Dynamic contrast-enhanced CT compared with positron emission tomography CT to characterise solitary pulmonary nodules: the SPUtNIk diagnostic accuracy study and economic modelling

Fiona J Gilbert, Scott Harris, Kenneth A Miles, Jonathan R Weir-McCall, Nagmi R Qureshi, Robert C Rintoul, Sabina Dizdarevic, Lucy Pike, Donald Sinclair, Andrew Shah, Rosemary Eaton, Andrew Clegg, Valerio Benedetto, James E Hill, Andrew Cook, Dimitrios Tzelis, Luke Vale, Lucy Brindle, Jackie Madden, Kelly CozensLouisa A Little, Kathrin Eichhorst, Patricia Moate, Chris McClement, Charles Peebles, Anindo Banerjee, Sai Han, Fat Wui Poon, Ashley M Groves, Lutfi Kurban, Anthony J Frew, Matthew E Callister, Philip Crosbie, Fergus V Gleeson, Kavitasagary Karunasaagarar, Osei Kankam, Steve George

Research output: Contribution to journalArticlepeer-review

Abstract

BACKGROUND: Current pathways recommend positron emission tomography-computerised tomography for the characterisation of solitary pulmonary nodules. Dynamic contrast-enhanced computerised tomography may be a more cost-effective approach.

OBJECTIVES: To determine the diagnostic performances of dynamic contrast-enhanced computerised tomography and positron emission tomography-computerised tomography in the NHS for solitary pulmonary nodules. Systematic reviews and a health economic evaluation contributed to the decision-analytic modelling to assess the likely costs and health outcomes resulting from incorporation of dynamic contrast-enhanced computerised tomography into management strategies.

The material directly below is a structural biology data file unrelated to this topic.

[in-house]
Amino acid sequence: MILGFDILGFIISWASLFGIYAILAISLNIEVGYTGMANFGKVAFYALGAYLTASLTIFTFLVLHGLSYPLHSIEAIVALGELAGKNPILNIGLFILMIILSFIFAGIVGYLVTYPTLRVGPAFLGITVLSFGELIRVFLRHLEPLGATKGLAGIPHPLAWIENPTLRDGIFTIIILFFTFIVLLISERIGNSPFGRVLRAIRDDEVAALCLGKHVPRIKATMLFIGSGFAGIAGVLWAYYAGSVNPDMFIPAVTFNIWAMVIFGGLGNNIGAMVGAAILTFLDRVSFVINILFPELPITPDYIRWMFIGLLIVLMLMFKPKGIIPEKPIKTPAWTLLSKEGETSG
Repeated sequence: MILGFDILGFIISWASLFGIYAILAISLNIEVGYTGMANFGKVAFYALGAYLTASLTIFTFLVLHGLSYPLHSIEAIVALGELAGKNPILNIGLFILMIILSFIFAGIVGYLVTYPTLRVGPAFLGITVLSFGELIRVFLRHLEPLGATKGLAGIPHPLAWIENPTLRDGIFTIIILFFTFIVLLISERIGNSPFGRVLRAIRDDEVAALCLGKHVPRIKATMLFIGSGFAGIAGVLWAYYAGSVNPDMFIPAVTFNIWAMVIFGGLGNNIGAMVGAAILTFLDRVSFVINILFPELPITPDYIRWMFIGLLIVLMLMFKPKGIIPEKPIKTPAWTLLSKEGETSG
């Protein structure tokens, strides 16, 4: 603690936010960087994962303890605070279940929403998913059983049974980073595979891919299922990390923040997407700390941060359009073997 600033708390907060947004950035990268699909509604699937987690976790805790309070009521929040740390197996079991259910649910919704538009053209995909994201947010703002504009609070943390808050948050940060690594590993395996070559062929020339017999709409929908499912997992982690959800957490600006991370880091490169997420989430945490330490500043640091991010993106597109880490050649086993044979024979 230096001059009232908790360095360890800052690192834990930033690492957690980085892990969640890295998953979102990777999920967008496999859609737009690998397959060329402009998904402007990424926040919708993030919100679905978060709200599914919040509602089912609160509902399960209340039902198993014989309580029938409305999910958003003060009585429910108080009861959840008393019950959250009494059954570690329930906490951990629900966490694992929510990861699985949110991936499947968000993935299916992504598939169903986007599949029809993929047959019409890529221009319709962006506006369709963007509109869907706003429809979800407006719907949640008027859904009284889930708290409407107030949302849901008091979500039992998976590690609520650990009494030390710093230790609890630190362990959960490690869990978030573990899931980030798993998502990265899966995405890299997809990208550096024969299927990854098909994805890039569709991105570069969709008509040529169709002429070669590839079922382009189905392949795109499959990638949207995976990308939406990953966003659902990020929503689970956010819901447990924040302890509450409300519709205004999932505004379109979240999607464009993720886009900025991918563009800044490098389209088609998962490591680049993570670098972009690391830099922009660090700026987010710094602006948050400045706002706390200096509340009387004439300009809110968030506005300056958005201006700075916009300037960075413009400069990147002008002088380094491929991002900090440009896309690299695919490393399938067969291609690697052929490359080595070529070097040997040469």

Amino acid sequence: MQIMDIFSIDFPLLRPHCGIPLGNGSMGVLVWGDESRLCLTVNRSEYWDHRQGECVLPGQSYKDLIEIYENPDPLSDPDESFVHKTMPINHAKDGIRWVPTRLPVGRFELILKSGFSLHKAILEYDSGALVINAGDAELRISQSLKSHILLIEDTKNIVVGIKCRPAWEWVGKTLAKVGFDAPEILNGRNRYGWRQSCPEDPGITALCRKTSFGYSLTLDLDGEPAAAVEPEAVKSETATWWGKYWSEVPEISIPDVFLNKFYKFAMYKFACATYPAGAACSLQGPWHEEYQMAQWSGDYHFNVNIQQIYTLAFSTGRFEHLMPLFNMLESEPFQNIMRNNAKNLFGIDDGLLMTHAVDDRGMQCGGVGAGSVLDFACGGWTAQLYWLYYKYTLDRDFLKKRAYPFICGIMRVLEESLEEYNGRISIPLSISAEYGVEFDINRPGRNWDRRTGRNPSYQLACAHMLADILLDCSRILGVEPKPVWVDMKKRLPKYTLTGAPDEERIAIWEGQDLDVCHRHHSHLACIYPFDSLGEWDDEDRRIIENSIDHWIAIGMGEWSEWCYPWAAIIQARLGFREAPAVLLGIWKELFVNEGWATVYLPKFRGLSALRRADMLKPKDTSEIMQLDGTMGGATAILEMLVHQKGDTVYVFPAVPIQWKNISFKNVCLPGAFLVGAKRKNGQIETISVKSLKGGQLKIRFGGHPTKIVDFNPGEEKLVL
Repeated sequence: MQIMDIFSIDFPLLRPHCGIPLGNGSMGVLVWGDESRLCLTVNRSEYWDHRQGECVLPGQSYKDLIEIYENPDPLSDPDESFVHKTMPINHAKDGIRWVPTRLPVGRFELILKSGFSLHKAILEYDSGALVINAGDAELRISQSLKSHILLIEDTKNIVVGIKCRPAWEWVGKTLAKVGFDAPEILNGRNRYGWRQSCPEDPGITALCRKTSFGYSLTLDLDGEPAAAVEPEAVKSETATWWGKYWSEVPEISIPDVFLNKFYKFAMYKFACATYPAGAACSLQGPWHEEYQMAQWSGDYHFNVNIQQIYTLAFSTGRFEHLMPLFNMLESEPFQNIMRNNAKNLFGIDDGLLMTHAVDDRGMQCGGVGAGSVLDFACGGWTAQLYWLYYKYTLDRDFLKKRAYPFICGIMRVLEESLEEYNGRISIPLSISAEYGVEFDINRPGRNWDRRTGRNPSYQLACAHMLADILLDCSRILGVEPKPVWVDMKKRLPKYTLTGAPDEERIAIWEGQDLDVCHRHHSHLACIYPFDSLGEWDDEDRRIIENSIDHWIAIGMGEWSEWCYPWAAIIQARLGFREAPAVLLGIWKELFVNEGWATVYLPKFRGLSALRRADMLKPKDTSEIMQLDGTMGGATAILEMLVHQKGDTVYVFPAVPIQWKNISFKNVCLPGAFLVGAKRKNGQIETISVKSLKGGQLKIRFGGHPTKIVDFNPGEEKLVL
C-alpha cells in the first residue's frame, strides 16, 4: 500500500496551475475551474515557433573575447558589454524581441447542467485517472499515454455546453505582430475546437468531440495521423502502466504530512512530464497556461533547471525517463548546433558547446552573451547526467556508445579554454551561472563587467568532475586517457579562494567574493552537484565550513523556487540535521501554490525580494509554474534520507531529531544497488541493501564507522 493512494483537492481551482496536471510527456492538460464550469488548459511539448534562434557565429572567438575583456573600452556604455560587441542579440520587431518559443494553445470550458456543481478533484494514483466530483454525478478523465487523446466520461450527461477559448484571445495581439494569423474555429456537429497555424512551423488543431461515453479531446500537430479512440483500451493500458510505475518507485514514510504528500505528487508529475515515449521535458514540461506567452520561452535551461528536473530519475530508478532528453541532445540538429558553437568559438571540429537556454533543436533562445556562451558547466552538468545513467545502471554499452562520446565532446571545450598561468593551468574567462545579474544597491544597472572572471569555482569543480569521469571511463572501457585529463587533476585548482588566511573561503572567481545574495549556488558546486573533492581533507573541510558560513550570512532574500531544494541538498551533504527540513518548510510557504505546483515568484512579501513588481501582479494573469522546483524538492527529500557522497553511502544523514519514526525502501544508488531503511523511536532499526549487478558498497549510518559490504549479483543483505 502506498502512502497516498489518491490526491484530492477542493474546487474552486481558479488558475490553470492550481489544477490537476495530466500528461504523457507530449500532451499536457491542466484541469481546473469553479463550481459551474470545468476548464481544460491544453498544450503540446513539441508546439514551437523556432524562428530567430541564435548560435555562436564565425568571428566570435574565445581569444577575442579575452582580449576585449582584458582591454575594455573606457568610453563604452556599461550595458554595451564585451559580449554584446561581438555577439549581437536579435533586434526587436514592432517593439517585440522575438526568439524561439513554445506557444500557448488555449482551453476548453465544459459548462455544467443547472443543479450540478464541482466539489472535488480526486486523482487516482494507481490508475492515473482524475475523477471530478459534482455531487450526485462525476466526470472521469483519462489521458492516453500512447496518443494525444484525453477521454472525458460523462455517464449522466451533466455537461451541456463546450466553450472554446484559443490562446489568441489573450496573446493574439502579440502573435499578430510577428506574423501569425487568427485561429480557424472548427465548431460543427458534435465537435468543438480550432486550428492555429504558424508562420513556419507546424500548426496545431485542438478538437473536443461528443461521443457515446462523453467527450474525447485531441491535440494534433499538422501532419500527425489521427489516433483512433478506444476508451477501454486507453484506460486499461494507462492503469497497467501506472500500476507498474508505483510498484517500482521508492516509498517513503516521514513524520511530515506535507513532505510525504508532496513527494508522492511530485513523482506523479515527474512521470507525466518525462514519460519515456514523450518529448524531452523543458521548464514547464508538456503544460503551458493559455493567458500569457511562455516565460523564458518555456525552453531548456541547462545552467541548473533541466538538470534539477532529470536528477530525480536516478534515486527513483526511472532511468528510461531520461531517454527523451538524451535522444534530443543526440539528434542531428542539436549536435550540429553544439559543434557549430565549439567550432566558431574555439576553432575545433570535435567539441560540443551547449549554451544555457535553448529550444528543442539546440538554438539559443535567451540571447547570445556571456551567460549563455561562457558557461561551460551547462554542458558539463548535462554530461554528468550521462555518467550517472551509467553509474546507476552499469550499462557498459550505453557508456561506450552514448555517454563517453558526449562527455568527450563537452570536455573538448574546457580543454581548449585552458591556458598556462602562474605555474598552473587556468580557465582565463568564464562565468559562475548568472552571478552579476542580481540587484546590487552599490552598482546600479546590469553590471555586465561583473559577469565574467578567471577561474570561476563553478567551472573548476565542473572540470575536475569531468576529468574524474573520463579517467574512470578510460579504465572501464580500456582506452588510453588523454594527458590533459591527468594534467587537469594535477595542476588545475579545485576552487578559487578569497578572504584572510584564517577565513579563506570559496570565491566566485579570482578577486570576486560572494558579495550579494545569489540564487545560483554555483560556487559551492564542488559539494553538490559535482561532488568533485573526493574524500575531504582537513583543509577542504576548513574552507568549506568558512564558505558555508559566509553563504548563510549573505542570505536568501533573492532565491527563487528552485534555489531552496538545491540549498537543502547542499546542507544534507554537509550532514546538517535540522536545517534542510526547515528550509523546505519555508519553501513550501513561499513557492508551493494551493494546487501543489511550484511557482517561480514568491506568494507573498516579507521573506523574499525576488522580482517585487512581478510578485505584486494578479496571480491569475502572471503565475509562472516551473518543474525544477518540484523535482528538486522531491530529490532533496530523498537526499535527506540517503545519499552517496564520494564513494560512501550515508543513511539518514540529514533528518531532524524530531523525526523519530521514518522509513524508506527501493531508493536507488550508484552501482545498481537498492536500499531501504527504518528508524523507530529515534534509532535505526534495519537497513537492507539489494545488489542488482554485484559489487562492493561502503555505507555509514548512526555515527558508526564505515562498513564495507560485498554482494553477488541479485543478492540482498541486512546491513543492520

DESIGN: Multicentre comparative accuracy trial.

SETTING: Secondary or tertiary outpatient settings at 16 hospitals in the UK.

PARTICIPANTS: Participants with solitary pulmonary nodules of ≥ 8 mm and of ≤ 30 mm in size with no malignancy in the previous 2 years were included.

INTERVENTIONS: Baseline positron emission tomography-computerised tomography and dynamic contrast-enhanced computer tomography with 2 years' follow-up.

MAIN OUTCOME MEASURES: Primary outcome measures were sensitivity, specificity and diagnostic accuracy for positron emission tomography-computerised tomography and dynamic contrast-enhanced computerised tomography. Incremental cost-effectiveness ratios compared management strategies that used dynamic contrast-enhanced computerised tomography with management strategies that did not use dynamic contrast-enhanced computerised tomography.